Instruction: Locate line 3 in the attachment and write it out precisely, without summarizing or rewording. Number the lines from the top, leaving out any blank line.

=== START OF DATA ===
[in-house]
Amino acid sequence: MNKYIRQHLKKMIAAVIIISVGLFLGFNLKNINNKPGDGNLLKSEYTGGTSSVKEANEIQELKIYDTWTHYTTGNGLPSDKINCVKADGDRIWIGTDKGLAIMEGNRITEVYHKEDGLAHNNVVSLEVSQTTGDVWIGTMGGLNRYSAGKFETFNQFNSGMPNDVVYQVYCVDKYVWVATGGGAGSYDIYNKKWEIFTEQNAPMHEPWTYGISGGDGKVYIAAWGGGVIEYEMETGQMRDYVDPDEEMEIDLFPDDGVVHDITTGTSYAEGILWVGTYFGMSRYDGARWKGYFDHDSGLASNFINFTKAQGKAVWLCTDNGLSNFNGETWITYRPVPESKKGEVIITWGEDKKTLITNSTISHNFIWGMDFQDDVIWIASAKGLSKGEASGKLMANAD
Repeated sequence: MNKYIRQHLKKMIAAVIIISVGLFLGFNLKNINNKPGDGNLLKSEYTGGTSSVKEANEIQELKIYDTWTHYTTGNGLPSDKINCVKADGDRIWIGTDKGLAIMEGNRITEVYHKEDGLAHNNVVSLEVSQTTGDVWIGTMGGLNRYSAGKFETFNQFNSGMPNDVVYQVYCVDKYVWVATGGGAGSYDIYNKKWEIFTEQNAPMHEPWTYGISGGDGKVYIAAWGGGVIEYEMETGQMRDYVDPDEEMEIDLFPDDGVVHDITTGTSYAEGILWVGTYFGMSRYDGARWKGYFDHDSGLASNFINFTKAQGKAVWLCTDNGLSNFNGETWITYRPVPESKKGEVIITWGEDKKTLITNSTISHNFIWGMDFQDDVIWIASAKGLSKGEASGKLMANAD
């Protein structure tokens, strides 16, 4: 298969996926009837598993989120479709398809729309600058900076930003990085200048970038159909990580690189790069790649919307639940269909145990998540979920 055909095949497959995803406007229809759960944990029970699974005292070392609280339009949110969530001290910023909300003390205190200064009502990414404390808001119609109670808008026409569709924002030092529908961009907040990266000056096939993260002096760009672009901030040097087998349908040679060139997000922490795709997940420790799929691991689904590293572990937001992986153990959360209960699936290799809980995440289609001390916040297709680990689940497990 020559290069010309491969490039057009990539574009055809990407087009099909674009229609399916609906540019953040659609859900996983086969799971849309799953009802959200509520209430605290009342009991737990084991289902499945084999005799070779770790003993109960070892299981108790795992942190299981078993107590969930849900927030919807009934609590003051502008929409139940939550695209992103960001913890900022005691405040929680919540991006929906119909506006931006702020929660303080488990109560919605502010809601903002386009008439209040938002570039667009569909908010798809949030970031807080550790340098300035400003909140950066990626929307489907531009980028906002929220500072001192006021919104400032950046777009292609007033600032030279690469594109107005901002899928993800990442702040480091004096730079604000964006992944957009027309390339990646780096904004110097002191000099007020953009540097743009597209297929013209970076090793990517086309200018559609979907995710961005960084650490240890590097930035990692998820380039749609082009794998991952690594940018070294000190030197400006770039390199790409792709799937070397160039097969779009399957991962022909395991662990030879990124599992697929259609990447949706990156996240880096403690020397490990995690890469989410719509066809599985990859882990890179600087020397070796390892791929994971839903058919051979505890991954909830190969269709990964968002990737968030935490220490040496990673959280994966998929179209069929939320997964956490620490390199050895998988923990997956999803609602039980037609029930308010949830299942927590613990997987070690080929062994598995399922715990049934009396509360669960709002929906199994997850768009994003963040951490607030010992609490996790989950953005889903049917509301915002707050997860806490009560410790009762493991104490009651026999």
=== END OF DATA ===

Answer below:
Repeated sequence: MNKYIRQHLKKMIAAVIIISVGLFLGFNLKNINNKPGDGNLLKSEYTGGTSSVKEANEIQELKIYDTWTHYTTGNGLPSDKINCVKADGDRIWIGTDKGLAIMEGNRITEVYHKEDGLAHNNVVSLEVSQTTGDVWIGTMGGLNRYSAGKFETFNQFNSGMPNDVVYQVYCVDKYVWVATGGGAGSYDIYNKKWEIFTEQNAPMHEPWTYGISGGDGKVYIAAWGGGVIEYEMETGQMRDYVDPDEEMEIDLFPDDGVVHDITTGTSYAEGILWVGTYFGMSRYDGARWKGYFDHDSGLASNFINFTKAQGKAVWLCTDNGLSNFNGETWITYRPVPESKKGEVIITWGEDKKTLITNSTISHNFIWGMDFQDDVIWIASAKGLSKGEASGKLMANAD